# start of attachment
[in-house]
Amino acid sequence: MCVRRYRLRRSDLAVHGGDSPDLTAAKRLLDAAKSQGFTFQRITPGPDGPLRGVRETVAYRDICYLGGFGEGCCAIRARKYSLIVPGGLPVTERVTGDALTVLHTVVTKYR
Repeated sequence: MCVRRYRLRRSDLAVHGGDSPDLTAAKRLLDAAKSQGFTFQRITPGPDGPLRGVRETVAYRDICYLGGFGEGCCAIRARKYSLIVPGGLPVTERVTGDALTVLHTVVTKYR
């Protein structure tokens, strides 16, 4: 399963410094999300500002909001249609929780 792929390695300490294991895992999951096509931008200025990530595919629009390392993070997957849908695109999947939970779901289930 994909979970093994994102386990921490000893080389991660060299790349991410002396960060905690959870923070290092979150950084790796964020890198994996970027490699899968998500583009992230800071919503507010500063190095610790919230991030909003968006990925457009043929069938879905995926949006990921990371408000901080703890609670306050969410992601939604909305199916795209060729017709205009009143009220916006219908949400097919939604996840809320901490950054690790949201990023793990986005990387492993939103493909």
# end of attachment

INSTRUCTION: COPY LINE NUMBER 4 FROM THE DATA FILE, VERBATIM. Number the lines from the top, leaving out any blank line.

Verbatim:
């Protein structure tokens, strides 16, 4: 399963410094999300500002909001249609929780 792929390695300490294991895992999951096509931008200025990530595919629009390392993070997957849908695109999947939970779901289930 994909979970093994994102386990921490000893080389991660060299790349991410002396960060905690959870923070290092979150950084790796964020890198994996970027490699899968998500583009992230800071919503507010500063190095610790919230991030909003968006990925457009043929069938879905995926949006990921990371408000901080703890609670306050969410992601939604909305199916795209060729017709205009009143009220916006219908949400097919939604996840809320901490950054690790949201990023793990986005990387492993939103493909």